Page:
Tulsi Gabbard blames “lack of a spiritual foundation” for left-wing “darkness”

“It’s such an important thing for everyone to see that this is the way some Democrats speak,” Tulsi said on Fox News.

Tulsi Gabbard blames “lack of a spiritual foundation” for left-wing “darkness”
AP Photo/Mary Altaffer
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Outspoken political commentator and former Congressional Rep. Tulsi Gabbard responded to progressive Democrat Rep. Cori Bush’s attack on Sen. Joe Manchin, in which Bush accused the West Virginia senator of being “anti-black, anti-child, anti-woman, and anti-immigrant.”

Speaking to Fox News host Steve Hilton, Gabbard said that Bush’s attack was rooted in a “lack of a spiritual foundation.”

“We are all brothers and sisters, we’re all connected. And I come to you with respect, and love and care,” said Gabbard. “And that’s really what it comes down to, everyone wants to be happy. And so it’s no wonder that we find ourselves in a place where we are miserable and we are stressed out and frustrated when it seems like everywhere we turn we see politicians, social media, mainstream media, fomenting fear and anger, hatred, divisiveness, racializing, everything.”

“So when we have leaders who step forward, who sincerely want to do what’s right for the people, who care and treat us with respect, allowing the light of God’s love to shine through, this is where we see there is cause for hope, and optimism and the ability for us to come together as a people to move forward,” she continued.

Hilton agreed with Gabbard’s remarks, stating that while politics is about disagreement, it doesn’t require anyone to dehumanize their opponents.

“Exactly. And I just want to put, just put this up on screen. So it was the exact opposite of what you’re talking about. But I think it’s important. I’d love your response. It’s such an important thing for everyone to see that this is the way some Democrats speak. This is Cori Bush, okay, Representative Cori Bush, speaking about a disagreement with Joe Manchin, her colleague on the spending bill; this is how she put it: ‘Joe Manchin, in opposition to the Build Back Better Act is anti-black, anti-child, anti-woman, anti-immigrant.’ I saw that and I thought, honestly, like, you can have legitimate disagreements over policy.”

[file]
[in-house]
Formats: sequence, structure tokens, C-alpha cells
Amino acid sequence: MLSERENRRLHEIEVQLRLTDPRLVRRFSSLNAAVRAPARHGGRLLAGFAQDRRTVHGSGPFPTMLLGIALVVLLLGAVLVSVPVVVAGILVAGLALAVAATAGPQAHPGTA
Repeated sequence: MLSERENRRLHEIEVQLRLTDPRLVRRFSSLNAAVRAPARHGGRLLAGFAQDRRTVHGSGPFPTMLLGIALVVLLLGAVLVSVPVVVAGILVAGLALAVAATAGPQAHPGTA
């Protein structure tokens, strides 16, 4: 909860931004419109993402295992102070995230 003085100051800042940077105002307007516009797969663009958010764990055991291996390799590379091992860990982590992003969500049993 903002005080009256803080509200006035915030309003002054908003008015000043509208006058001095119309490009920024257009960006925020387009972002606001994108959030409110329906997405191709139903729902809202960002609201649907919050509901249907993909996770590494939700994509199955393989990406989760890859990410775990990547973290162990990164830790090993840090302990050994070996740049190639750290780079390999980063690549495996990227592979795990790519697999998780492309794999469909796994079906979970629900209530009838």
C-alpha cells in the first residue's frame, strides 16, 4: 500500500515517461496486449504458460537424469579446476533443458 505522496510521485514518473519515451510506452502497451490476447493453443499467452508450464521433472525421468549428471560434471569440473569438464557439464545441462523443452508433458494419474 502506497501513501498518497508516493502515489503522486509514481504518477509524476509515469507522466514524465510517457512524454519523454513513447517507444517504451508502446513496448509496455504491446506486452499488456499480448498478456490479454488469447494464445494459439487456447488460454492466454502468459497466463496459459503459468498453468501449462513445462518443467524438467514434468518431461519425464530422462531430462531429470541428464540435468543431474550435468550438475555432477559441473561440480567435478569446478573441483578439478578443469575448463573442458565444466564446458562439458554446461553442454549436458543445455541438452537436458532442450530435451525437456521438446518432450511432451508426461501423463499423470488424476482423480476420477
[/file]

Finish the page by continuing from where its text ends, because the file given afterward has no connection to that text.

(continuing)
“Yes,” Gabbard replied.

“Politics is about disagreement, and who’s got the best plan and so on. But you don’t have to do it like that, to call someone you disagree, “anti-black, anti-woman.” I just couldn’t believe that,” said Hilton.

“It really just shows again, that this is a symptom of a deeper, a lack of a spiritual foundation,” Gabbard said, “where if you’re not able to see someone, regardless of party politics, regardless of your position, whether you agree or disagree, if you’re not able to see another person, as a child of God, as someone that you can respect at that fundamental level, as a fellow American, then this is where we see all of this darkness coming from.”

“And so it’s no wonder as you were talking about the results in Virginia, that people chose to respond positively towards that message of hope, and optimism for our future, that message of coming together. That message of care and respect for all people,” Gabbard added. “And this is again, this is where, this is where I find hope for our future. If we go back to those fundamental values and principles of who we really are, then this is how we can come together.”

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  • By Ezra Levant

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